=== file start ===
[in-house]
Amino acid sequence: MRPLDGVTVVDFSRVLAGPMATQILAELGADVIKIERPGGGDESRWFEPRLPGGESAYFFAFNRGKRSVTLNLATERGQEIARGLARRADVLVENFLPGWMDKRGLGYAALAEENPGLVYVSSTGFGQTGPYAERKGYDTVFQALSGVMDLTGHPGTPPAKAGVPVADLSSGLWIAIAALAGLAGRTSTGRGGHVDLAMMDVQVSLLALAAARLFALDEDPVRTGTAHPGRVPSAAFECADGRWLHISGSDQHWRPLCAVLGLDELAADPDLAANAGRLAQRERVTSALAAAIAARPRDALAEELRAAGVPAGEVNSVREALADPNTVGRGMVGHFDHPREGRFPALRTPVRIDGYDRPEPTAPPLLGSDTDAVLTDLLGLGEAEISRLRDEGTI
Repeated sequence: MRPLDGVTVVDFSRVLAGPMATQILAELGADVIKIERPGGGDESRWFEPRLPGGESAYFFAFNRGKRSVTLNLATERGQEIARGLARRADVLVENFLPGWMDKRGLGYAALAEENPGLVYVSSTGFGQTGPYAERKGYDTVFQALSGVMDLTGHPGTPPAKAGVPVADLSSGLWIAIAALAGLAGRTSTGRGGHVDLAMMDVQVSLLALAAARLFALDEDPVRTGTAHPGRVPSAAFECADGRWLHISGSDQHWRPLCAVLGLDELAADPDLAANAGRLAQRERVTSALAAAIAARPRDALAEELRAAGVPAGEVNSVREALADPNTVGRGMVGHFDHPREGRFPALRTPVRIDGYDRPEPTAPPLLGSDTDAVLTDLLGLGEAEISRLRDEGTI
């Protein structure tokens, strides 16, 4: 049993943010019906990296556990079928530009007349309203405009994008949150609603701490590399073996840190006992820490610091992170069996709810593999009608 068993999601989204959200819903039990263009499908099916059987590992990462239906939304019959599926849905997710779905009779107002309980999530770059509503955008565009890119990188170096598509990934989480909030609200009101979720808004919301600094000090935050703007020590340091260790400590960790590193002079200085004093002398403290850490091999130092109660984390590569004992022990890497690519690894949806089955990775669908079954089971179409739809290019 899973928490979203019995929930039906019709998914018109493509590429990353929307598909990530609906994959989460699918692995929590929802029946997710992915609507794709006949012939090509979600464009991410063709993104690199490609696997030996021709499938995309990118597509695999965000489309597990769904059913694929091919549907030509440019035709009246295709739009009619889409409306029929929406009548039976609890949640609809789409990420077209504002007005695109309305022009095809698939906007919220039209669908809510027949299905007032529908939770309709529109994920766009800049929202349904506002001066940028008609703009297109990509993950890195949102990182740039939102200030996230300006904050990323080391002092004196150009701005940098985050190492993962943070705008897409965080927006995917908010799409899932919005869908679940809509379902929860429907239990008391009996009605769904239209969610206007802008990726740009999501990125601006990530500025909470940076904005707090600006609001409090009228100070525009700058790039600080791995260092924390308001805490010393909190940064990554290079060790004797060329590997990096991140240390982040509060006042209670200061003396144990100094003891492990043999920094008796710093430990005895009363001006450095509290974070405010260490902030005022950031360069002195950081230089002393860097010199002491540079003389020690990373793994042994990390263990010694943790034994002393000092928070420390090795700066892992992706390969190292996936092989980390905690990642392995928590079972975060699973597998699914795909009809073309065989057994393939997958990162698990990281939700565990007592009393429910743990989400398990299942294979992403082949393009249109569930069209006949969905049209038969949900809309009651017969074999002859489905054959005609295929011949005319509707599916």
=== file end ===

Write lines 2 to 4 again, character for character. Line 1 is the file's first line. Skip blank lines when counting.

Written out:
Amino acid sequence: MRPLDGVTVVDFSRVLAGPMATQILAELGADVIKIERPGGGDESRWFEPRLPGGESAYFFAFNRGKRSVTLNLATERGQEIARGLARRADVLVENFLPGWMDKRGLGYAALAEENPGLVYVSSTGFGQTGPYAERKGYDTVFQALSGVMDLTGHPGTPPAKAGVPVADLSSGLWIAIAALAGLAGRTSTGRGGHVDLAMMDVQVSLLALAAARLFALDEDPVRTGTAHPGRVPSAAFECADGRWLHISGSDQHWRPLCAVLGLDELAADPDLAANAGRLAQRERVTSALAAAIAARPRDALAEELRAAGVPAGEVNSVREALADPNTVGRGMVGHFDHPREGRFPALRTPVRIDGYDRPEPTAPPLLGSDTDAVLTDLLGLGEAEISRLRDEGTI
Repeated sequence: MRPLDGVTVVDFSRVLAGPMATQILAELGADVIKIERPGGGDESRWFEPRLPGGESAYFFAFNRGKRSVTLNLATERGQEIARGLARRADVLVENFLPGWMDKRGLGYAALAEENPGLVYVSSTGFGQTGPYAERKGYDTVFQALSGVMDLTGHPGTPPAKAGVPVADLSSGLWIAIAALAGLAGRTSTGRGGHVDLAMMDVQVSLLALAAARLFALDEDPVRTGTAHPGRVPSAAFECADGRWLHISGSDQHWRPLCAVLGLDELAADPDLAANAGRLAQRERVTSALAAAIAARPRDALAEELRAAGVPAGEVNSVREALADPNTVGRGMVGHFDHPREGRFPALRTPVRIDGYDRPEPTAPPLLGSDTDAVLTDLLGLGEAEISRLRDEGTI
């Protein structure tokens, strides 16, 4: 049993943010019906990296556990079928530009007349309203405009994008949150609603701490590399073996840190006992820490610091992170069996709810593999009608 068993999601989204959200819903039990263009499908099916059987590992990462239906939304019959599926849905997710779905009779107002309980999530770059509503955008565009890119990188170096598509990934989480909030609200009101979720808004919301600094000090935050703007020590340091260790400590960790590193002079200085004093002398403290850490091999130092109660984390590569004992022990890497690519690894949806089955990775669908079954089971179409739809290019 899973928490979203019995929930039906019709998914018109493509590429990353929307598909990530609906994959989460699918692995929590929802029946997710992915609507794709006949012939090509979600464009991410063709993104690199490609696997030996021709499938995309990118597509695999965000489309597990769904059913694929091919549907030509440019035709009246295709739009009619889409409306029929929406009548039976609890949640609809789409990420077209504002007005695109309305022009095809698939906007919220039209669908809510027949299905007032529908939770309709529109994920766009800049929202349904506002001066940028008609703009297109990509993950890195949102990182740039939102200030996230300006904050990323080391002092004196150009701005940098985050190492993962943070705008897409965080927006995917908010799409899932919005869908679940809509379902929860429907239990008391009996009605769904239209969610206007802008990726740009999501990125601006990530500025909470940076904005707090600006609001409090009228100070525009700058790039600080791995260092924390308001805490010393909190940064990554290079060790004797060329590997990096991140240390982040509060006042209670200061003396144990100094003891492990043999920094008796710093430990005895009363001006450095509290974070405010260490902030005022950031360069002195950081230089002393860097010199002491540079003389020690990373793994042994990390263990010694943790034994002393000092928070420390090795700066892992992706390969190292996936092989980390905690990642392995928590079972975060699973597998699914795909009809073309065989057994393939997958990162698990990281939700565990007592009393429910743990989400398990299942294979992403082949393009249109569930069209006949969905049209038969949900809309009651017969074999002859489905054959005609295929011949005319509707599916």